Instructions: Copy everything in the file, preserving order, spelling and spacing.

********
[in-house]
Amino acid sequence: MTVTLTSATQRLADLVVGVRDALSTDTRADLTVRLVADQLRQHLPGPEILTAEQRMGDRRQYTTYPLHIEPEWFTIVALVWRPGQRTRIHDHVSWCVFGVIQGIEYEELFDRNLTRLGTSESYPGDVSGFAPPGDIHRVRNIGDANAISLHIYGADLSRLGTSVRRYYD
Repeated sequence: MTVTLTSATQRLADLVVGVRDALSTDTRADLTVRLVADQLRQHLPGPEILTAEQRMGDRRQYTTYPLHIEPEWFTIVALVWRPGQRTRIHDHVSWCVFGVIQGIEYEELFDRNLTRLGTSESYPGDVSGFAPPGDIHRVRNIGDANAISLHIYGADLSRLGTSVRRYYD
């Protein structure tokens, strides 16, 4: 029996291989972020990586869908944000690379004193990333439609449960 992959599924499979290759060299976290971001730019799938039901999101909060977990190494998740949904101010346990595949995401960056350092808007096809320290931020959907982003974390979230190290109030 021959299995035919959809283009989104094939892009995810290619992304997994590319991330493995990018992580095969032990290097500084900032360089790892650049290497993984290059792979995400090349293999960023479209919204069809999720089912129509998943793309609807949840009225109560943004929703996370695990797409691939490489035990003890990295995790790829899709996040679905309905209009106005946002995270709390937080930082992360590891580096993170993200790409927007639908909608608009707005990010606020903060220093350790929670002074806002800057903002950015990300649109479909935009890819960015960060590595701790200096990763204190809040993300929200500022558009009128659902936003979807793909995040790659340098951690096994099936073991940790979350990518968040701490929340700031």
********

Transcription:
[in-house]
Amino acid sequence: MTVTLTSATQRLADLVVGVRDALSTDTRADLTVRLVADQLRQHLPGPEILTAEQRMGDRRQYTTYPLHIEPEWFTIVALVWRPGQRTRIHDHVSWCVFGVIQGIEYEELFDRNLTRLGTSESYPGDVSGFAPPGDIHRVRNIGDANAISLHIYGADLSRLGTSVRRYYD
Repeated sequence: MTVTLTSATQRLADLVVGVRDALSTDTRADLTVRLVADQLRQHLPGPEILTAEQRMGDRRQYTTYPLHIEPEWFTIVALVWRPGQRTRIHDHVSWCVFGVIQGIEYEELFDRNLTRLGTSESYPGDVSGFAPPGDIHRVRNIGDANAISLHIYGADLSRLGTSVRRYYD
């Protein structure tokens, strides 16, 4: 029996291989972020990586869908944000690379004193990333439609449960 992959599924499979290759060299976290971001730019799938039901999101909060977990190494998740949904101010346990595949995401960056350092808007096809320290931020959907982003974390979230190290109030 021959299995035919959809283009989104094939892009995810290619992304997994590319991330493995990018992580095969032990290097500084900032360089790892650049290497993984290059792979995400090349293999960023479209919204069809999720089912129509998943793309609807949840009225109560943004929703996370695990797409691939490489035990003890990295995790790829899709996040679905309905209009106005946002995270709390937080930082992360590891580096993170993200790409927007639908909608608009707005990010606020903060220093350790929670002074806002800057903002950015990300649109479909935009890819960015960060590595701790200096990763204190809040993300929200500022558009009128659902936003979807793909995040790659340098951690096994099936073991940790979350990518968040701490929340700031």